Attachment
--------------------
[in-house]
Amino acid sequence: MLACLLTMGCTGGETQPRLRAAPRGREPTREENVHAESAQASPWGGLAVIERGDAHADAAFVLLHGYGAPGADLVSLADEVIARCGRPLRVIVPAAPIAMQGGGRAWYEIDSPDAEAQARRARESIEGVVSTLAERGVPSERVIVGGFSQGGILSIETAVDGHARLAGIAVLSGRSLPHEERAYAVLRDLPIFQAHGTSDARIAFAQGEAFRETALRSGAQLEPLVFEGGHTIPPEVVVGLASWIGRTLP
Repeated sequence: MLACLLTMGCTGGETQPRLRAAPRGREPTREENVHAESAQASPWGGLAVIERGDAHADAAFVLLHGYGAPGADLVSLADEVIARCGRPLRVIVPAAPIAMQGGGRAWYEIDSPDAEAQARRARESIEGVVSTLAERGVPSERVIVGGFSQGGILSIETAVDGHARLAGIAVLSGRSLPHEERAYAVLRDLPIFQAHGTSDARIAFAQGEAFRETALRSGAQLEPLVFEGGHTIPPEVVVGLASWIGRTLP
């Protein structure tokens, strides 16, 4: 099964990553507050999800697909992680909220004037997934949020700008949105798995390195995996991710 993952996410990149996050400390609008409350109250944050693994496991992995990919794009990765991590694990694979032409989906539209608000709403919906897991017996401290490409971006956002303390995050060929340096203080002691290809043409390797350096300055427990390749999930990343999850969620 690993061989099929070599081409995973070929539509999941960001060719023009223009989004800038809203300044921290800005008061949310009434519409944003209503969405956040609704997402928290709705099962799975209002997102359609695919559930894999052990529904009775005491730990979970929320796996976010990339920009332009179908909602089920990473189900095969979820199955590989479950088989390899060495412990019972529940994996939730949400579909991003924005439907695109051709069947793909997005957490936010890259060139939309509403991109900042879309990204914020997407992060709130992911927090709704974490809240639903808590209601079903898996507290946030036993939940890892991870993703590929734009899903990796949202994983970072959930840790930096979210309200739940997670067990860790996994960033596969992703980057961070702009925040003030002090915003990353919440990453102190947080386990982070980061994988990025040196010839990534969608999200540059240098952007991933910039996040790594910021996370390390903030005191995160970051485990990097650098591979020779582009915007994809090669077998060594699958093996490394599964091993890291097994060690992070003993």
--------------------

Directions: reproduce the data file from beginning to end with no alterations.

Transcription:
[in-house]
Amino acid sequence: MLACLLTMGCTGGETQPRLRAAPRGREPTREENVHAESAQASPWGGLAVIERGDAHADAAFVLLHGYGAPGADLVSLADEVIARCGRPLRVIVPAAPIAMQGGGRAWYEIDSPDAEAQARRARESIEGVVSTLAERGVPSERVIVGGFSQGGILSIETAVDGHARLAGIAVLSGRSLPHEERAYAVLRDLPIFQAHGTSDARIAFAQGEAFRETALRSGAQLEPLVFEGGHTIPPEVVVGLASWIGRTLP
Repeated sequence: MLACLLTMGCTGGETQPRLRAAPRGREPTREENVHAESAQASPWGGLAVIERGDAHADAAFVLLHGYGAPGADLVSLADEVIARCGRPLRVIVPAAPIAMQGGGRAWYEIDSPDAEAQARRARESIEGVVSTLAERGVPSERVIVGGFSQGGILSIETAVDGHARLAGIAVLSGRSLPHEERAYAVLRDLPIFQAHGTSDARIAFAQGEAFRETALRSGAQLEPLVFEGGHTIPPEVVVGLASWIGRTLP
């Protein structure tokens, strides 16, 4: 099964990553507050999800697909992680909220004037997934949020700008949105798995390195995996991710 993952996410990149996050400390609008409350109250944050693994496991992995990919794009990765991590694990694979032409989906539209608000709403919906897991017996401290490409971006956002303390995050060929340096203080002691290809043409390797350096300055427990390749999930990343999850969620 690993061989099929070599081409995973070929539509999941960001060719023009223009989004800038809203300044921290800005008061949310009434519409944003209503969405956040609704997402928290709705099962799975209002997102359609695919559930894999052990529904009775005491730990979970929320796996976010990339920009332009179908909602089920990473189900095969979820199955590989479950088989390899060495412990019972529940994996939730949400579909991003924005439907695109051709069947793909997005957490936010890259060139939309509403991109900042879309990204914020997407992060709130992911927090709704974490809240639903808590209601079903898996507290946030036993939940890892991870993703590929734009899903990796949202994983970072959930840790930096979210309200739940997670067990860790996994960033596969992703980057961070702009925040003030002090915003990353919440990453102190947080386990982070980061994988990025040196010839990534969608999200540059240098952007991933910039996040790594910021996370390390903030005191995160970051485990990097650098591979020779582009915007994809090669077998060594699958093996490394599964091993890291097994060690992070003993």